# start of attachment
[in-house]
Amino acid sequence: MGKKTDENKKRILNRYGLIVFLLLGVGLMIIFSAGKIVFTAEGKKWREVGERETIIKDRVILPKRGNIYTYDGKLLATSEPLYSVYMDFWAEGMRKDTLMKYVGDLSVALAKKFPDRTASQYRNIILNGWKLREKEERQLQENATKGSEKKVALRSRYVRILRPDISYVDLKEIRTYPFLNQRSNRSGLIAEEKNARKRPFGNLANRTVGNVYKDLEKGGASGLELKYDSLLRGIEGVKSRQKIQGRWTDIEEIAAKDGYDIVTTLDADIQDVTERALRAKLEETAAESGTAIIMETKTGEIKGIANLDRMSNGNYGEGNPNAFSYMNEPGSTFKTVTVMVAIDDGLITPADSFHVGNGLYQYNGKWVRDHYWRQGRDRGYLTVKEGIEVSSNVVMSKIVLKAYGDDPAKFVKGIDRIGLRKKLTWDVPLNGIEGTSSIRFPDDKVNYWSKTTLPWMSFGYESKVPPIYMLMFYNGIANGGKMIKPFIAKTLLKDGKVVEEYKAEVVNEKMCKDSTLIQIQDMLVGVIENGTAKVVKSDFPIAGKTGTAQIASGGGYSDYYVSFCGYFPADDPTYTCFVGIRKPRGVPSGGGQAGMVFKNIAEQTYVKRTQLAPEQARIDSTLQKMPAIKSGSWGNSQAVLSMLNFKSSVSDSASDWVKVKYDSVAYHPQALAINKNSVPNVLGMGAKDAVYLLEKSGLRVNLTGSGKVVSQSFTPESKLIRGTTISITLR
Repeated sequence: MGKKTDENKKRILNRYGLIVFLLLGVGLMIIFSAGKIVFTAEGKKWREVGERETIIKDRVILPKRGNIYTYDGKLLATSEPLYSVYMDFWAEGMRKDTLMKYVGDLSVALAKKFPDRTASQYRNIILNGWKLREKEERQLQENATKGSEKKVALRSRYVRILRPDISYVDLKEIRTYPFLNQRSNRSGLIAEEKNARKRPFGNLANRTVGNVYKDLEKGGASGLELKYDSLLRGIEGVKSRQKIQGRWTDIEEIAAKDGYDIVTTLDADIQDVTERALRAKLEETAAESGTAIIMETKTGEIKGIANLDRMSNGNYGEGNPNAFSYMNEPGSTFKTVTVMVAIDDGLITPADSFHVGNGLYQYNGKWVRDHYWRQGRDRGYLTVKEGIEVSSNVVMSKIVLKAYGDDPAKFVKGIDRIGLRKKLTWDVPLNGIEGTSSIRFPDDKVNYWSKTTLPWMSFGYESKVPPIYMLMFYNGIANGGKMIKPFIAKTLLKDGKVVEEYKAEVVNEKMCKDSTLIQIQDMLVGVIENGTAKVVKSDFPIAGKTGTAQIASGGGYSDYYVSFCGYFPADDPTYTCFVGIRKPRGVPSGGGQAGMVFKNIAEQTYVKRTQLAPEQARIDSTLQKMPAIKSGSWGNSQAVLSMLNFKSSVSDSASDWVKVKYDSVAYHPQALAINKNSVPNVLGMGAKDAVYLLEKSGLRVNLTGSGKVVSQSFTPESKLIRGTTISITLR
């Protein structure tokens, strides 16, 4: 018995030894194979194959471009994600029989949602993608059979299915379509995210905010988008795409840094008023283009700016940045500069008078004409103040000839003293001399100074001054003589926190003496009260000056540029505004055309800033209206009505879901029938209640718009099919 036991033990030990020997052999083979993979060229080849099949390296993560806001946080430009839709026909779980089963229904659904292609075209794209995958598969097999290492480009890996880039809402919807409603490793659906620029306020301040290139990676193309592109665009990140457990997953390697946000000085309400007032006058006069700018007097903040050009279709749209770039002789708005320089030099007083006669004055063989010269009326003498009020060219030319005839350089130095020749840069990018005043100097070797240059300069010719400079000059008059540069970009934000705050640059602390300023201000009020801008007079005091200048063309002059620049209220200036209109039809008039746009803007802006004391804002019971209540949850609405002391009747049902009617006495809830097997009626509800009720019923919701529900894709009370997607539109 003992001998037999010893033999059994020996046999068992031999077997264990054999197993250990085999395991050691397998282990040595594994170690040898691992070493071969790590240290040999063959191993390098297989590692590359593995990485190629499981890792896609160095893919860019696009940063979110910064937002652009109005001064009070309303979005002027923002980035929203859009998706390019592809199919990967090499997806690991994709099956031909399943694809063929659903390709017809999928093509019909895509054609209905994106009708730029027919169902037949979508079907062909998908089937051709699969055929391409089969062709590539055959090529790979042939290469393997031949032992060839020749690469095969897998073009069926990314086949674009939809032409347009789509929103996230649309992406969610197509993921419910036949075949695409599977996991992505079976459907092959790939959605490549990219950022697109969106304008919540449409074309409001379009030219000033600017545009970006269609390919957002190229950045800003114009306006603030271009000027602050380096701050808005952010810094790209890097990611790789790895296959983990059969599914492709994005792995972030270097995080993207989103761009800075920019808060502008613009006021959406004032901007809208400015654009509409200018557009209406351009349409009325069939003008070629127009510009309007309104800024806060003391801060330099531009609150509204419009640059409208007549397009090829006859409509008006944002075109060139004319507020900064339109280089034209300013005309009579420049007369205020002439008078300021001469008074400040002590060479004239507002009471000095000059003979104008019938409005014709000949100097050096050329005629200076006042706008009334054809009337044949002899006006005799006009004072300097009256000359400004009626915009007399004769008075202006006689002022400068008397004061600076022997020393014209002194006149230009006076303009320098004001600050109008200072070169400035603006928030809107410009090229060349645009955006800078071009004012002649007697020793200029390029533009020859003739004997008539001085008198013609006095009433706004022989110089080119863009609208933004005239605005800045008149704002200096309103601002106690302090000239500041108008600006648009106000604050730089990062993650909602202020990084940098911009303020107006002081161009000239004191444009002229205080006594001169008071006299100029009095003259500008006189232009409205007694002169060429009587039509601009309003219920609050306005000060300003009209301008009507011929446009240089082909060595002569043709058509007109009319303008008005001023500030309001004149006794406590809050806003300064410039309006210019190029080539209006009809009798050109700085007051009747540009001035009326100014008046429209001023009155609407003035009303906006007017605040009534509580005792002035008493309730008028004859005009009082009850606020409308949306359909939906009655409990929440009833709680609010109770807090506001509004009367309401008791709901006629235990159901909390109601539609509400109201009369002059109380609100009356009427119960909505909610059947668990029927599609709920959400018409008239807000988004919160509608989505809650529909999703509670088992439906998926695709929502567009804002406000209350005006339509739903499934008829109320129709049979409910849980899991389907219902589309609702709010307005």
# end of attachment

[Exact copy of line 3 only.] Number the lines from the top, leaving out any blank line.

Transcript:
Repeated sequence: MGKKTDENKKRILNRYGLIVFLLLGVGLMIIFSAGKIVFTAEGKKWREVGERETIIKDRVILPKRGNIYTYDGKLLATSEPLYSVYMDFWAEGMRKDTLMKYVGDLSVALAKKFPDRTASQYRNIILNGWKLREKEERQLQENATKGSEKKVALRSRYVRILRPDISYVDLKEIRTYPFLNQRSNRSGLIAEEKNARKRPFGNLANRTVGNVYKDLEKGGASGLELKYDSLLRGIEGVKSRQKIQGRWTDIEEIAAKDGYDIVTTLDADIQDVTERALRAKLEETAAESGTAIIMETKTGEIKGIANLDRMSNGNYGEGNPNAFSYMNEPGSTFKTVTVMVAIDDGLITPADSFHVGNGLYQYNGKWVRDHYWRQGRDRGYLTVKEGIEVSSNVVMSKIVLKAYGDDPAKFVKGIDRIGLRKKLTWDVPLNGIEGTSSIRFPDDKVNYWSKTTLPWMSFGYESKVPPIYMLMFYNGIANGGKMIKPFIAKTLLKDGKVVEEYKAEVVNEKMCKDSTLIQIQDMLVGVIENGTAKVVKSDFPIAGKTGTAQIASGGGYSDYYVSFCGYFPADDPTYTCFVGIRKPRGVPSGGGQAGMVFKNIAEQTYVKRTQLAPEQARIDSTLQKMPAIKSGSWGNSQAVLSMLNFKSSVSDSASDWVKVKYDSVAYHPQALAINKNSVPNVLGMGAKDAVYLLEKSGLRVNLTGSGKVVSQSFTPESKLIRGTTISITLR